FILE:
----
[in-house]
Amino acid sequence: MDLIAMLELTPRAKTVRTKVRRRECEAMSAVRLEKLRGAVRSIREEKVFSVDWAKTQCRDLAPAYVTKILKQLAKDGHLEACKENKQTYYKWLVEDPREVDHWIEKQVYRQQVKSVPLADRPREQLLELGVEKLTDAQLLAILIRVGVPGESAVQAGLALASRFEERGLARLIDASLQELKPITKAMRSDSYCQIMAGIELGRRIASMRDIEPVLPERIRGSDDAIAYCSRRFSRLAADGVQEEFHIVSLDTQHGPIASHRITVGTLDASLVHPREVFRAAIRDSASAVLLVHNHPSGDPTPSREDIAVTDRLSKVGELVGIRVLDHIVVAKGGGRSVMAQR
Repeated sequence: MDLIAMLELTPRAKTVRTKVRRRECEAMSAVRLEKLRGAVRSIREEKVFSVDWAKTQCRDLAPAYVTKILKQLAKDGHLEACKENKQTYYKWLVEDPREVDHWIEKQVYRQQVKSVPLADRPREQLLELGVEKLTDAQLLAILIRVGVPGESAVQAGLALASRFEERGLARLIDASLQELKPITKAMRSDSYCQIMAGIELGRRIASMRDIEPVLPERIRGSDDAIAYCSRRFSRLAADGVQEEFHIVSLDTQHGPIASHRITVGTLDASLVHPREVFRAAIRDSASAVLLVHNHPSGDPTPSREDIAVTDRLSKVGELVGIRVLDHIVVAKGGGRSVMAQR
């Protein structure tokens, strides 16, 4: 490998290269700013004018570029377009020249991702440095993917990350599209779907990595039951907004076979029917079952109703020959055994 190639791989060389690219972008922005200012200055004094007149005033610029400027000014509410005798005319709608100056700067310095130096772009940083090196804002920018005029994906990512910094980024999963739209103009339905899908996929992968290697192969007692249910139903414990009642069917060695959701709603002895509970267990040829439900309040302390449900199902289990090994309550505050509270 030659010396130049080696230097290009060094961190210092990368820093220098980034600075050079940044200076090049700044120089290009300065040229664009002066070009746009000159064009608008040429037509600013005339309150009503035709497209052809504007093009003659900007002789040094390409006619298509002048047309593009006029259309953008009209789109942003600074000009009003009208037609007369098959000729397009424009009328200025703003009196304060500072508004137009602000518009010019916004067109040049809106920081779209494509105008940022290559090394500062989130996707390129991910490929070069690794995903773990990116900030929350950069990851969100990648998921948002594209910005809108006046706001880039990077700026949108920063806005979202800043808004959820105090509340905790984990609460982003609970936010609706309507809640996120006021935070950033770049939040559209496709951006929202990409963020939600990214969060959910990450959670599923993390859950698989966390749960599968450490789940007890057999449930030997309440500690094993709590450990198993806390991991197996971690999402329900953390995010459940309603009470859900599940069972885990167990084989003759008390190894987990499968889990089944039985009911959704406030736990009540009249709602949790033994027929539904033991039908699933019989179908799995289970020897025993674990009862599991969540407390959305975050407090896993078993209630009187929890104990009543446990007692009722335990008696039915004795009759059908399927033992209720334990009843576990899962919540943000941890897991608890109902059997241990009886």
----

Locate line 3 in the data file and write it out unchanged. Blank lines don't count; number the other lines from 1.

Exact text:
Repeated sequence: MDLIAMLELTPRAKTVRTKVRRRECEAMSAVRLEKLRGAVRSIREEKVFSVDWAKTQCRDLAPAYVTKILKQLAKDGHLEACKENKQTYYKWLVEDPREVDHWIEKQVYRQQVKSVPLADRPREQLLELGVEKLTDAQLLAILIRVGVPGESAVQAGLALASRFEERGLARLIDASLQELKPITKAMRSDSYCQIMAGIELGRRIASMRDIEPVLPERIRGSDDAIAYCSRRFSRLAADGVQEEFHIVSLDTQHGPIASHRITVGTLDASLVHPREVFRAAIRDSASAVLLVHNHPSGDPTPSREDIAVTDRLSKVGELVGIRVLDHIVVAKGGGRSVMAQR